Behnam AskaryAF0001
Department of Surgery, Faculty of Medicine, University of Medical Sciences of Tabriz, Iran
Correspondence: Address: Dr. Hemmat Maghsoudi, The Sina Hospital, Azadi Street, P.O. Box 1548, Tabriz 5163639888, East Azarbaijan, Iran. E-mail: maghsoudih@yahoo.com

Adhesion formation after surgery is a significant cause of morbidity.[1, 2] The formation of peritoneal adhesions is a specific peritoneal response to injury, which activates the cascades that leads to adhesion formation.[3] The inflammatory response, normally induced by infection or tissue injury, is crucial in controlling and eliminating infectious agents, as well as in promoting wound healing.[4] It is known that wound healing and adhesion formation have similar pathways, following the sequence of tissue inflammation, fibrin deposition, fibrin organization, collagen formation, and maturation.[5, 6] Peritoneal adhesions are defined as pathological fibrin bands that develop between any surfaces in the peritoneal cavity. For the development of adhesions between two surfaces inside the peritoneum, there must be peritoneal mesothelial damage on at least one surface.[7] A fibrinous exudate is released a few hours after mesothelial damage. When the exudate is absorbed, fibrous bands and newly formed capillary vessels remain at the site of surgery, and these structures form the permanent fibrotic adhesion.[7, 8]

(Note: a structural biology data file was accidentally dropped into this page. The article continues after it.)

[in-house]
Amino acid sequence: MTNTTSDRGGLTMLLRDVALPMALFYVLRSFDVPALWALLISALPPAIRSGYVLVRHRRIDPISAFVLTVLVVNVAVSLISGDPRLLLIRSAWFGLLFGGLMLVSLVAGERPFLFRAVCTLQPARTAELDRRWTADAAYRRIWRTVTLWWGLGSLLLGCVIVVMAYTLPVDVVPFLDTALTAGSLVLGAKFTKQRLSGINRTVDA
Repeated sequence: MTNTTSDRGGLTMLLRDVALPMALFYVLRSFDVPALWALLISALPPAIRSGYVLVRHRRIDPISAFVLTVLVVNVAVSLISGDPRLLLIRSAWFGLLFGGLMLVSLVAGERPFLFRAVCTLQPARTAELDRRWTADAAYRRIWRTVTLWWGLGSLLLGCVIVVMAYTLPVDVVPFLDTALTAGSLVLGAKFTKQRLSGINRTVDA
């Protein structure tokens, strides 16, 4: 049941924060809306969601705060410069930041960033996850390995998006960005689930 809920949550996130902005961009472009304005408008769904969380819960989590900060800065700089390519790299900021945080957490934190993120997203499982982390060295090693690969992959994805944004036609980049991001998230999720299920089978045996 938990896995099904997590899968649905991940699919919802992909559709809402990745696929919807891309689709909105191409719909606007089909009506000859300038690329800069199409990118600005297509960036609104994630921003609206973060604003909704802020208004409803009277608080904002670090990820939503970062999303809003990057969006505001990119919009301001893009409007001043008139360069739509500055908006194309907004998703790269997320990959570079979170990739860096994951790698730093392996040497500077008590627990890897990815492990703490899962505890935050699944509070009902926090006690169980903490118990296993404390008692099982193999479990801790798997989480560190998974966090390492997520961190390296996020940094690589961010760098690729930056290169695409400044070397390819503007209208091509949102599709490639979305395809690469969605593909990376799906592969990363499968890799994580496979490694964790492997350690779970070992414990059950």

Postoperative peritoneal adhesions (PPA) develop after 90% of all laparotomies.[9, 10] Intestinal obstruction related to PPA develops in 1% of all surgical interventions and in 3% of all laparotomies.[9] PPA is the cause of 15?20% of all female infertility cases.[11, 12] Enterocutaneous fistuli, intraabdominal abscesses, ureteral obstruction, and chronic abdominal pain may also develop as a result of PPA.[13] Several agents have been used to solve this very serious complication of abdominal surgery.[14, 15] Much research is being conducted by biomedical companies in this regard, and there are also several barrier products available in the market.[15, 16]